Last updated on: 4/8/2008 | Author:

What Is Known about Milk’s Effect on Teeth?

General Reference (not clearly pro or con)

Justin Merritt, PhD, Research Scientist, Fengxia Qi, PhD, Assistant Professor, and Wenyuan Shi, PhD, Professor and Chair, all of the department of Oral Biology at the UCLA School of Dentistry, wrote in their May 2006 paper “Milk Helps Build Strong Teeth and Promotes Oral Health for Life,” published in the Journal of the California Dental Association:

“Milk has the right ingredients for promoting oral health. Besides the obvious beneficial factor, calcium, milk also contains multiple proteins important for oral health. Casein is a family of proteins comprising 80% of the milk protein that can help to recruit calcium phosphates to repair the cavity. Casein is also able to prevent the adhesion of cavity-causing bacteria to the tooth surface. In addition to casein, milk also contains whey proteins, lactoferrin, lysozyme and antibodies that can promote oral health via their strong antibacterial activities…

These proteins are generally thought to have a positive effect on cariogenesis via two mechanism: prevention of demineralization and inhibition ob bacterial attachment and/or biofilm formation.”

May 2006 - Wenyuan Shi, PhD Fengxia Qi, PhD Justin Merritt, PhD

The National Dairy Council wrote in its article “A Protective Effect of Dairy Foods in Oral Health,” published on its website (accessed Jan. 17, 2008):

“Milk’s nutrients such as calcium, phosphorus, magnesium, vitamin D, and others support the development of teeth and oral tissues in young children which may help to protect against dental caries. Although evidence is limited, milk’s nutrients such as calcium may have a role in protecting against periodontal disease in adults…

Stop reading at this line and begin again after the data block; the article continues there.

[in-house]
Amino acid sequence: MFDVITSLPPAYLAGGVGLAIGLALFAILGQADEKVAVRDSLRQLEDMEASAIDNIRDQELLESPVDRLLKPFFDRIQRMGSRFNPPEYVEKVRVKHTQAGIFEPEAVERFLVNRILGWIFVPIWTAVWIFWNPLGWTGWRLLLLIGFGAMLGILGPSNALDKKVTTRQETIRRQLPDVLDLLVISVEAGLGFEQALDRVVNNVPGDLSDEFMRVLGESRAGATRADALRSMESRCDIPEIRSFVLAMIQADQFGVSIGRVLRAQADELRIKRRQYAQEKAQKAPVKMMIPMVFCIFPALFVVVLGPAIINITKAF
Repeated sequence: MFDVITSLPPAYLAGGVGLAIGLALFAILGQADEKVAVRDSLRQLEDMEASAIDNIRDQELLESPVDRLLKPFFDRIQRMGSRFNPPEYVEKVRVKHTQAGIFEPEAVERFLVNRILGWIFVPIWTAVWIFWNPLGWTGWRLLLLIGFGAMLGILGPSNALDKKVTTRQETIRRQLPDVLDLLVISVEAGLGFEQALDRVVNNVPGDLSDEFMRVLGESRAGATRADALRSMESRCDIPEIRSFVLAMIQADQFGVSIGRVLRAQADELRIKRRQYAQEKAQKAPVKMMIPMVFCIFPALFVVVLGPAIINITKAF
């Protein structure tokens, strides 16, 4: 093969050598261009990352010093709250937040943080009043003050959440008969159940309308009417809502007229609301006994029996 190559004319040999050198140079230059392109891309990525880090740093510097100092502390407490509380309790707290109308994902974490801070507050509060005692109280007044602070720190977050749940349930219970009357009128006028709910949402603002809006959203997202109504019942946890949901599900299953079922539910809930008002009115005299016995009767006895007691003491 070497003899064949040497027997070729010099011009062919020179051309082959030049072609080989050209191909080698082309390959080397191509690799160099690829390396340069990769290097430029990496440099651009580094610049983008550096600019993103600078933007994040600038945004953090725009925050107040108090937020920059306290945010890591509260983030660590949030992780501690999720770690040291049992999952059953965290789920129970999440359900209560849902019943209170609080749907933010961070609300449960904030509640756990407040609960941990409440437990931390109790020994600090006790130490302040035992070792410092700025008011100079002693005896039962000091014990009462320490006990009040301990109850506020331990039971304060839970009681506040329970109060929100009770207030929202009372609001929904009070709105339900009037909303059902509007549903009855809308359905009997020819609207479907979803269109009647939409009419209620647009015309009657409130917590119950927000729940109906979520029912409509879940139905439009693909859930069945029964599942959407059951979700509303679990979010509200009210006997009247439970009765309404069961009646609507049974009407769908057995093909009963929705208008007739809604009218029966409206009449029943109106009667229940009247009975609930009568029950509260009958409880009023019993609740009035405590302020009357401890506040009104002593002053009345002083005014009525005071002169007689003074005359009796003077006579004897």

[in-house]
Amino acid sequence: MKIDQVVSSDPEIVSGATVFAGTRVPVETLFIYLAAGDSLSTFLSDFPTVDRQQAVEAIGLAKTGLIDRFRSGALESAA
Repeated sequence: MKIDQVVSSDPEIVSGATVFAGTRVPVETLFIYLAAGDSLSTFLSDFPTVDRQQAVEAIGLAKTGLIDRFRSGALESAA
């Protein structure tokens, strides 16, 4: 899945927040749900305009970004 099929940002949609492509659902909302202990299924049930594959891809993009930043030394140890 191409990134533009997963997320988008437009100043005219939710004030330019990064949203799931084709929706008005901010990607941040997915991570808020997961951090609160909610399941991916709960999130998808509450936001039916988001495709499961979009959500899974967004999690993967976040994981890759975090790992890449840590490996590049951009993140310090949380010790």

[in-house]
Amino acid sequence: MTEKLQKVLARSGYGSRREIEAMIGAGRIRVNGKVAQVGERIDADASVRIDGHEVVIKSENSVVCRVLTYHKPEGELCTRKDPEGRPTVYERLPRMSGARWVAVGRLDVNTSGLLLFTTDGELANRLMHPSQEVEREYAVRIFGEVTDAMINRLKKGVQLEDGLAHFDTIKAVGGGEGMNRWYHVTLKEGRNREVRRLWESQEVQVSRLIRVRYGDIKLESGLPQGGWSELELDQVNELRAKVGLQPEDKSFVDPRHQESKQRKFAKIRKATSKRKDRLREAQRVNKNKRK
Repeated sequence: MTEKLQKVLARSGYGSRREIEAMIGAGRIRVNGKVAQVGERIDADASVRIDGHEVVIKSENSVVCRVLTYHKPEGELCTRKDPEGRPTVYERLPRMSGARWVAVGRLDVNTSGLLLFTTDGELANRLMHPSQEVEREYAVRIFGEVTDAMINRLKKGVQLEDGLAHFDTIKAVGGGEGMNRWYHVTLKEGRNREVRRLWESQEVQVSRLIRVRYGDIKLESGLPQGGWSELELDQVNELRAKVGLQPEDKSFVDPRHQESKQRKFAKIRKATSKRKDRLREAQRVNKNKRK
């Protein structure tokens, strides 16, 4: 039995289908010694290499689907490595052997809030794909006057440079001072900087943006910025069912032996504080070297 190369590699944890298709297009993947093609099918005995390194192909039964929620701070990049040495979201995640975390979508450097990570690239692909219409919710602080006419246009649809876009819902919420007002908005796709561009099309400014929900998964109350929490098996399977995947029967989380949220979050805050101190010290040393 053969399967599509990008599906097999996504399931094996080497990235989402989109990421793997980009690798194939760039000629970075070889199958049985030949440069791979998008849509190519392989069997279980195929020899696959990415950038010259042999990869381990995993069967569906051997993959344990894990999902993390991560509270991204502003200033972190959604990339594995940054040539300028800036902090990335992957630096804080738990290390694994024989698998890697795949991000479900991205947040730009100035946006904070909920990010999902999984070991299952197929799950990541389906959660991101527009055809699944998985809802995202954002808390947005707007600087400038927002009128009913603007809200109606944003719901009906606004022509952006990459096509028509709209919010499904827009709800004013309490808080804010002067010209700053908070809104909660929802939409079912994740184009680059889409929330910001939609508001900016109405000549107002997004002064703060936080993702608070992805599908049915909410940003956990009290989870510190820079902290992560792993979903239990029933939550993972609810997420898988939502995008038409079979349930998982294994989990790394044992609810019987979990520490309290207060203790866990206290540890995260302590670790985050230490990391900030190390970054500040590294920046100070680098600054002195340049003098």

Several different types of studies indicate that milk is noncariogenic and does not promote dental caries.”

Jan. 17, 2008 - National Dairy Council (NDC)

J. Thomas Russell, DDS, General Dentist at Yellow Springs Dental Care, wrote in a June 11, 2006 post “Teeth Don’t Need Milk,” on his dental practice website:

“Milk is an essential nutrient for bone. We need calcium in our diets at every age, to have healthy bone.

However, after a tooth erupts, calcium can neither be taken from nor added to the tooth–it is unavailable to the body. After the tooth erupts into the mouth drinking milk cannot ‘strengthen’ the enamel or any other part of the tooth. Our last teeth (the wisdom teeth) come into the mouth at around 17 to 20 years of age.”

June 11, 2006 - J. Thomas Russell, DDS